Kayla acknowledges, “While doing your research you may come across perspectives and narratives that hurt your feelings, overwhelm you with ‘white guilt’, or which offend you to the point of anger and frustration.” Push through these feelings, examining and interrogating them along the way, as you continue to research.
3. Make some decisions–and own them.
Kayla advises, “After you have read all the stuff you can possibly force in your gorgeous noggin, you now have a decision to make: Should you write the character as ‘white acting’ or should you make a whole lot of effort to showcase racial stuff? This is a really sticky choice and really has to do a lot with your character’s personal identity and their position within your story.” She notes that, whatever your character’s personal feelings and decisions about race, gender, sexual orientation, etc. may be, as the writer we must be aware that they will still be perceived as other by members of the dominant group and this must be dealt with subliminally or overtly depending on your story. In other words, carefully and personally consider the experiences and perspectives of the identity group member(s) you are trying to authentically represent in your work. Then decide how they would react to the situations you write them into, based on who they are.
If you are in the minority/marginalized group, you are more likely to understand the experience of the dominant group simply because you are constantly being exposed to multiple, varied expressions of that experience. But even still, it’s easy for any writer to lose the humanity of a character if you are focused only on the character’s identity affiliation(s). At the end of the day, it’s about arming yourself with as much knowledge as possible, then treating your characters as human beings entitled to the same respect and empathy you desire.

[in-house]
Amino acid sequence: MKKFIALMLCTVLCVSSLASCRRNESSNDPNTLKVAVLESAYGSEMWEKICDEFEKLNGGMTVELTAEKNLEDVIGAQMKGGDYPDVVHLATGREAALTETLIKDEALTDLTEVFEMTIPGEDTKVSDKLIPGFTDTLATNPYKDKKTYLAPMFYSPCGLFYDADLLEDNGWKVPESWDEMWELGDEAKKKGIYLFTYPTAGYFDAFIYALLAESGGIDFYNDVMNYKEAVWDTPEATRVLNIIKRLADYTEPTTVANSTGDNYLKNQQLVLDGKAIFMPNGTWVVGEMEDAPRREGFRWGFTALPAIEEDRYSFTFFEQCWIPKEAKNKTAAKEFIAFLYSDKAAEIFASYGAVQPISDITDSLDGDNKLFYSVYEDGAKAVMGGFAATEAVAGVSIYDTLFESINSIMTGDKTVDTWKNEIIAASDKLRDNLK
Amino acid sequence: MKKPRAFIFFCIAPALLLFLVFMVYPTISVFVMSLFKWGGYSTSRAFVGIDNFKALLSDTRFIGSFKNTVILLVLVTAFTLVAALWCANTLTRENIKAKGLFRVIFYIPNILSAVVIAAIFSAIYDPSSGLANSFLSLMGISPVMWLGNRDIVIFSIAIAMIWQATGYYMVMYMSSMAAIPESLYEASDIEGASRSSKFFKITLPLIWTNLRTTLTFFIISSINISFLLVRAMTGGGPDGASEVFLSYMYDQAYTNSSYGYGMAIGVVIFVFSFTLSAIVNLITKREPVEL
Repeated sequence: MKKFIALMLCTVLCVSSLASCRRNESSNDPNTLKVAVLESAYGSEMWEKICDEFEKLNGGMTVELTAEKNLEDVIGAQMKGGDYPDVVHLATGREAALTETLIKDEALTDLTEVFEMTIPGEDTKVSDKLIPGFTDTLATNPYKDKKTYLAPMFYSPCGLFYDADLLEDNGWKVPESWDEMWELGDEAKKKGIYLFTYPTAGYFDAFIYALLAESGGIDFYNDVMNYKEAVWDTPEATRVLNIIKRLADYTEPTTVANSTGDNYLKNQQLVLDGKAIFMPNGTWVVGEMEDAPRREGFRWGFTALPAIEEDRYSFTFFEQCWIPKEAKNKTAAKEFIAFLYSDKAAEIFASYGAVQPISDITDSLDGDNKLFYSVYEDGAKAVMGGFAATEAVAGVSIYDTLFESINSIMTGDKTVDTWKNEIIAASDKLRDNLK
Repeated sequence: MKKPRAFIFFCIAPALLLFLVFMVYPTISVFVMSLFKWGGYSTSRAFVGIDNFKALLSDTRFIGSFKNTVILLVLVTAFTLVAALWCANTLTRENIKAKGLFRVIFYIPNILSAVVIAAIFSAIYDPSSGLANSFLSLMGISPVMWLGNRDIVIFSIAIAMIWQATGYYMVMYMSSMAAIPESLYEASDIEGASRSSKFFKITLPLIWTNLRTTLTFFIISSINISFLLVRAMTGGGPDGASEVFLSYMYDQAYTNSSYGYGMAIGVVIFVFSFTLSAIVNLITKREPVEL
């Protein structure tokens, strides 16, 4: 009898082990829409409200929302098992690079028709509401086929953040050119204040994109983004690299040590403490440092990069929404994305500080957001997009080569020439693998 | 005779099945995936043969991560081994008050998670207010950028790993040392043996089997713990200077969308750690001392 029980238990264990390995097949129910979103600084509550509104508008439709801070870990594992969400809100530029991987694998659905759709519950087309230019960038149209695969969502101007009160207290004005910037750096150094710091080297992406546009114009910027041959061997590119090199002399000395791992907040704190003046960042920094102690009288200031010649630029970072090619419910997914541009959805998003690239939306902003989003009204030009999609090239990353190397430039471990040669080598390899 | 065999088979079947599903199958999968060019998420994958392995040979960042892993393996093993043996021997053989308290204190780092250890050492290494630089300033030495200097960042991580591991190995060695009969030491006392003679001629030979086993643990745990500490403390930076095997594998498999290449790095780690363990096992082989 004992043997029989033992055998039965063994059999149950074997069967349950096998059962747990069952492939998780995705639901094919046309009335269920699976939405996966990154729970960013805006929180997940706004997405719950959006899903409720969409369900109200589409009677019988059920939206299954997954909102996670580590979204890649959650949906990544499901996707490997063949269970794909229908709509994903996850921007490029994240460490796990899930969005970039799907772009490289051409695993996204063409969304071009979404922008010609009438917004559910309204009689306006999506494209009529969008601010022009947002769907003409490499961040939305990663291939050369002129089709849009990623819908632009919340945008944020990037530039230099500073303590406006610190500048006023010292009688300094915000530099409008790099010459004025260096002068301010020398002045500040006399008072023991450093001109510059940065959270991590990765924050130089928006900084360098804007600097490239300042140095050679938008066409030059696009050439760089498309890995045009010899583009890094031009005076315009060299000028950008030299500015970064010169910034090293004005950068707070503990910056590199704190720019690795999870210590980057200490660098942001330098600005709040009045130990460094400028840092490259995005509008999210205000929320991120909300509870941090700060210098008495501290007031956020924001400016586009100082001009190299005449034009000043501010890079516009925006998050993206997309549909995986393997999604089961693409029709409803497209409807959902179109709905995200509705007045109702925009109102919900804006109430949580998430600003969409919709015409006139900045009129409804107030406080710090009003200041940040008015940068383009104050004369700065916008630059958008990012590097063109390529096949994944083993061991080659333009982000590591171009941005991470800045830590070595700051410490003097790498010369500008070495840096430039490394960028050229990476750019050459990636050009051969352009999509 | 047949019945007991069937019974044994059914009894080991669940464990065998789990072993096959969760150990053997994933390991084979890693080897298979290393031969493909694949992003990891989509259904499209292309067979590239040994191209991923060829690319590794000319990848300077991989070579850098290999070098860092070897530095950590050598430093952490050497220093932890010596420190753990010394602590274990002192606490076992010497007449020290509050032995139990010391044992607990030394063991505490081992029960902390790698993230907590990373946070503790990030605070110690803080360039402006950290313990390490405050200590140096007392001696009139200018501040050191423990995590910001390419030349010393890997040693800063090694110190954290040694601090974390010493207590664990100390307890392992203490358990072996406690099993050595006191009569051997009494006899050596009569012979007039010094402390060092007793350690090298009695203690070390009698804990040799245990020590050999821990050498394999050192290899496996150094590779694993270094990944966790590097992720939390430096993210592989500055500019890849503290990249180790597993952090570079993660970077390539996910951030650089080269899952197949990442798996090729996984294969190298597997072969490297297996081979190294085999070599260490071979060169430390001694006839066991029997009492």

“We’ve been trained to turn to our phones to inform our followers of our somewhat witty observations. I think the instant validation of our apps is an enemy to producing the kind of writing that takes years to complete. That’s why I advise anyone serious about writing books to spend at least a few years keeping it secret. If you’re able to continue writing while embracing the assumption that no one will ever read your work, it will reward you in ways you never imagined.” So writes Ryan Boudinot in a post for The Stranger that shares eight observations from Boudinot’s time teaching in a master of fine arts creative-writing program.
Also among Boudinot’s learnings: “For the most part, MFA students who choose to write memoirs are narcissists using the genre as therapy. They want someone to feel sorry for them, and they believe that the supposed candor of their reflective essay excuses its technical faults. Just because you were abused as a child does not make your inability to stick with the same verb tense for more than two sentences any more bearable.” And this: “Anyone who claims to have useful information about the publishing industry is lying to you, because nobody knows what the hell is happening. My advice is for writers to reject the old models and take over the production of their own and each other’s work as much as possible.”
Read the full piece here.